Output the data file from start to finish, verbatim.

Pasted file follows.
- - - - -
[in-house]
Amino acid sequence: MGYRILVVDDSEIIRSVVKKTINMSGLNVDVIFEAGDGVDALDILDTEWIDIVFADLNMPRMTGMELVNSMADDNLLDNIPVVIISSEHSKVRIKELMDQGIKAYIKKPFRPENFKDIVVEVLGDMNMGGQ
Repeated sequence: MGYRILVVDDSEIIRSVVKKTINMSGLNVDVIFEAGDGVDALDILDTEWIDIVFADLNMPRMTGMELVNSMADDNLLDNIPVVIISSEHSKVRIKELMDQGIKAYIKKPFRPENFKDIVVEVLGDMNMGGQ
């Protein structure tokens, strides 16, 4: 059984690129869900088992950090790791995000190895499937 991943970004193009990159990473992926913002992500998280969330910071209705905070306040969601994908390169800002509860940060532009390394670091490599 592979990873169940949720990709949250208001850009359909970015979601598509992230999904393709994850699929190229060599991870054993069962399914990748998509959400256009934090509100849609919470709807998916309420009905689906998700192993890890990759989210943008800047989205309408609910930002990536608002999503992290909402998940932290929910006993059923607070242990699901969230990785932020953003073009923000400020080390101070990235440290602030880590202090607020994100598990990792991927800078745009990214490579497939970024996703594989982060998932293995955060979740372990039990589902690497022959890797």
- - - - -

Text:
[in-house]
Amino acid sequence: MGYRILVVDDSEIIRSVVKKTINMSGLNVDVIFEAGDGVDALDILDTEWIDIVFADLNMPRMTGMELVNSMADDNLLDNIPVVIISSEHSKVRIKELMDQGIKAYIKKPFRPENFKDIVVEVLGDMNMGGQ
Repeated sequence: MGYRILVVDDSEIIRSVVKKTINMSGLNVDVIFEAGDGVDALDILDTEWIDIVFADLNMPRMTGMELVNSMADDNLLDNIPVVIISSEHSKVRIKELMDQGIKAYIKKPFRPENFKDIVVEVLGDMNMGGQ
């Protein structure tokens, strides 16, 4: 059984690129869900088992950090790791995000190895499937 991943970004193009990159990473992926913002992500998280969330910071209705905070306040969601994908390169800002509860940060532009390394670091490599 592979990873169940949720990709949250208001850009359909970015979601598509992230999904393709994850699929190229060599991870054993069962399914990748998509959400256009934090509100849609919470709807998916309420009905689906998700192993890890990759989210943008800047989205309408609910930002990536608002999503992290909402998940932290929910006993059923607070242990699901969230990785932020953003073009923000400020080390101070990235440290602030880590202090607020994100598990990792991927800078745009990214490579497939970024996703594989982060998932293995955060979740372990039990589902690497022959890797």